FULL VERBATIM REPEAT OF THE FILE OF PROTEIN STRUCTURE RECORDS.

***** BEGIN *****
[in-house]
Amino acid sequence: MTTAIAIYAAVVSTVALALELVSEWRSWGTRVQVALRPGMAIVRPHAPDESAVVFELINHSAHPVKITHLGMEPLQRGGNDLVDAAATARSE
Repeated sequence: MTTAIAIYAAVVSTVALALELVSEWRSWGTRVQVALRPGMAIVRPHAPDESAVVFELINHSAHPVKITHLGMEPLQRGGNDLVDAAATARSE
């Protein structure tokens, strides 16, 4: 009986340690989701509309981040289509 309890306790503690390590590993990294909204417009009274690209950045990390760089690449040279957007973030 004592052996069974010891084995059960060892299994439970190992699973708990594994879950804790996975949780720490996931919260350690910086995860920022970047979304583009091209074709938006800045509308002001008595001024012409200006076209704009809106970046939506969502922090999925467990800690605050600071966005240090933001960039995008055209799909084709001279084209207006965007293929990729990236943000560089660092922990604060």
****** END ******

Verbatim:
[in-house]
Amino acid sequence: MTTAIAIYAAVVSTVALALELVSEWRSWGTRVQVALRPGMAIVRPHAPDESAVVFELINHSAHPVKITHLGMEPLQRGGNDLVDAAATARSE
Repeated sequence: MTTAIAIYAAVVSTVALALELVSEWRSWGTRVQVALRPGMAIVRPHAPDESAVVFELINHSAHPVKITHLGMEPLQRGGNDLVDAAATARSE
């Protein structure tokens, strides 16, 4: 009986340690989701509309981040289509 309890306790503690390590590993990294909204417009009274690209950045990390760089690449040279957007973030 004592052996069974010891084995059960060892299994439970190992699973708990594994879950804790996975949780720490996931919260350690910086995860920022970047979304583009091209074709938006800045509308002001008595001024012409200006076209704009809106970046939506969502922090999925467990800690605050600071966005240090933001960039995008055209799909084709001279084209207006965007293929990729990236943000560089660092922990604060």